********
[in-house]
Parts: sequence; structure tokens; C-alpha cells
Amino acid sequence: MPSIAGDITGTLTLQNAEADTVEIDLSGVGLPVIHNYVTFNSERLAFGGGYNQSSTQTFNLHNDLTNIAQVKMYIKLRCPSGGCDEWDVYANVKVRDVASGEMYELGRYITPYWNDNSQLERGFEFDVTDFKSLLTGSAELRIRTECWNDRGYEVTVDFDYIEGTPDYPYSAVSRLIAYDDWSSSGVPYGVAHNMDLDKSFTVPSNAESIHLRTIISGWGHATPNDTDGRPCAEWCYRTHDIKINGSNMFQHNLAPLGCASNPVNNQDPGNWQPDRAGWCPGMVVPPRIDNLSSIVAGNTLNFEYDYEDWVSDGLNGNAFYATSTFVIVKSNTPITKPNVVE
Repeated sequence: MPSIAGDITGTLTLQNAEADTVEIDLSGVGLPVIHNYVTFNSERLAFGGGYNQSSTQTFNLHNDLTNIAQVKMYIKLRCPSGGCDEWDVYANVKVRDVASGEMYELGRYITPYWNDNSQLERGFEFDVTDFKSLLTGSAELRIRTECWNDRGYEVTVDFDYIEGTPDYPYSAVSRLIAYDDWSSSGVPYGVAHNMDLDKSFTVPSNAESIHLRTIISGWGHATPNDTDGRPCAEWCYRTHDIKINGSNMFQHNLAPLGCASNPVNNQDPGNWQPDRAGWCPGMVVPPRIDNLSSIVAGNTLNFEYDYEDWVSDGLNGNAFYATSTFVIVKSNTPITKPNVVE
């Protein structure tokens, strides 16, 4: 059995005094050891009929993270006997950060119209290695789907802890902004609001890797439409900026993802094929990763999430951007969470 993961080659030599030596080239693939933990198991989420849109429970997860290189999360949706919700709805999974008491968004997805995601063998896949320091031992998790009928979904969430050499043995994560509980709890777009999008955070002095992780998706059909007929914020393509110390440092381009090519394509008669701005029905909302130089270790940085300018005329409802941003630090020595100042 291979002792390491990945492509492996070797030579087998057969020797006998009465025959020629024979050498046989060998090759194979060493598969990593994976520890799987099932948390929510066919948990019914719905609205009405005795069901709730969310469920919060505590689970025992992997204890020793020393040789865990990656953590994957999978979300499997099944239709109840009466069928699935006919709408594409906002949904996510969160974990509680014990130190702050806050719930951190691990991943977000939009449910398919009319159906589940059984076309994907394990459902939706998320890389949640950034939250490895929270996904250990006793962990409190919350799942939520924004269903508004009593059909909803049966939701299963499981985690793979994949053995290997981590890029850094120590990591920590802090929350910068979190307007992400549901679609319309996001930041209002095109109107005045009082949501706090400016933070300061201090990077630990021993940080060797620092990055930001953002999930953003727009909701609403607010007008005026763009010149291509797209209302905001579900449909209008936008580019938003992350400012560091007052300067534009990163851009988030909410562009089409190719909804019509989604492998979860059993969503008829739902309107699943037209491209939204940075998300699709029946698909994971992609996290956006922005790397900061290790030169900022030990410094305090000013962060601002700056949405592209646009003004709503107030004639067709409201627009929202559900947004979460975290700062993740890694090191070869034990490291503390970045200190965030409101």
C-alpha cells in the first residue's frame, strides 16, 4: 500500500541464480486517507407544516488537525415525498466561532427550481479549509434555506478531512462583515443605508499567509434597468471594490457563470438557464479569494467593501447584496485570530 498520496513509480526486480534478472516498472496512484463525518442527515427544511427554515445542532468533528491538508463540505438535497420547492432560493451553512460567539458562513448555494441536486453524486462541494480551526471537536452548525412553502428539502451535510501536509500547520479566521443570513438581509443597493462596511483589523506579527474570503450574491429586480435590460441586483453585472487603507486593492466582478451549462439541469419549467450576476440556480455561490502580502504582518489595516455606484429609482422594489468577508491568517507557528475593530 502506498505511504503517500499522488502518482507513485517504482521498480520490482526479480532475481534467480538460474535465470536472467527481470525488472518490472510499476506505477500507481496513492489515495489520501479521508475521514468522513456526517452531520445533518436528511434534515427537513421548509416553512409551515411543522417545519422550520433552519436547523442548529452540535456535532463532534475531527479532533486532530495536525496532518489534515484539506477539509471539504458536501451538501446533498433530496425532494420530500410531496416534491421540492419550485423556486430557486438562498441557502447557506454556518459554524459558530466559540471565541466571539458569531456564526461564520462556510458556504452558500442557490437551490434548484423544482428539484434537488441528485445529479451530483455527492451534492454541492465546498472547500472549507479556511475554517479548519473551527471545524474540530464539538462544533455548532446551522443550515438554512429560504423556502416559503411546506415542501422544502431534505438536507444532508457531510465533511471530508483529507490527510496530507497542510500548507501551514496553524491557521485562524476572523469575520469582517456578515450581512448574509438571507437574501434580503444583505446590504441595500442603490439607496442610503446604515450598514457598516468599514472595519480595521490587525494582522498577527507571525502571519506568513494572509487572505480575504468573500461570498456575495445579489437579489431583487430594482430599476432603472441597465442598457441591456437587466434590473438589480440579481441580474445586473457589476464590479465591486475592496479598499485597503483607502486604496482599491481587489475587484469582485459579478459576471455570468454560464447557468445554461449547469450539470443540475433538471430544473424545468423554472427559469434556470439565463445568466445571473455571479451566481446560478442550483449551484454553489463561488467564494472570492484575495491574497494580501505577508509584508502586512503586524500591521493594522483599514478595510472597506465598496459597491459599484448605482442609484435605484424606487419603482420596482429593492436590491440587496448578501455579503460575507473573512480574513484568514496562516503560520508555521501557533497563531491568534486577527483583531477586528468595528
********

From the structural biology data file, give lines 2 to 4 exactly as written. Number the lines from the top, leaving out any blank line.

Parts: sequence; structure tokens; C-alpha cells
Amino acid sequence: MPSIAGDITGTLTLQNAEADTVEIDLSGVGLPVIHNYVTFNSERLAFGGGYNQSSTQTFNLHNDLTNIAQVKMYIKLRCPSGGCDEWDVYANVKVRDVASGEMYELGRYITPYWNDNSQLERGFEFDVTDFKSLLTGSAELRIRTECWNDRGYEVTVDFDYIEGTPDYPYSAVSRLIAYDDWSSSGVPYGVAHNMDLDKSFTVPSNAESIHLRTIISGWGHATPNDTDGRPCAEWCYRTHDIKINGSNMFQHNLAPLGCASNPVNNQDPGNWQPDRAGWCPGMVVPPRIDNLSSIVAGNTLNFEYDYEDWVSDGLNGNAFYATSTFVIVKSNTPITKPNVVE
Repeated sequence: MPSIAGDITGTLTLQNAEADTVEIDLSGVGLPVIHNYVTFNSERLAFGGGYNQSSTQTFNLHNDLTNIAQVKMYIKLRCPSGGCDEWDVYANVKVRDVASGEMYELGRYITPYWNDNSQLERGFEFDVTDFKSLLTGSAELRIRTECWNDRGYEVTVDFDYIEGTPDYPYSAVSRLIAYDDWSSSGVPYGVAHNMDLDKSFTVPSNAESIHLRTIISGWGHATPNDTDGRPCAEWCYRTHDIKINGSNMFQHNLAPLGCASNPVNNQDPGNWQPDRAGWCPGMVVPPRIDNLSSIVAGNTLNFEYDYEDWVSDGLNGNAFYATSTFVIVKSNTPITKPNVVE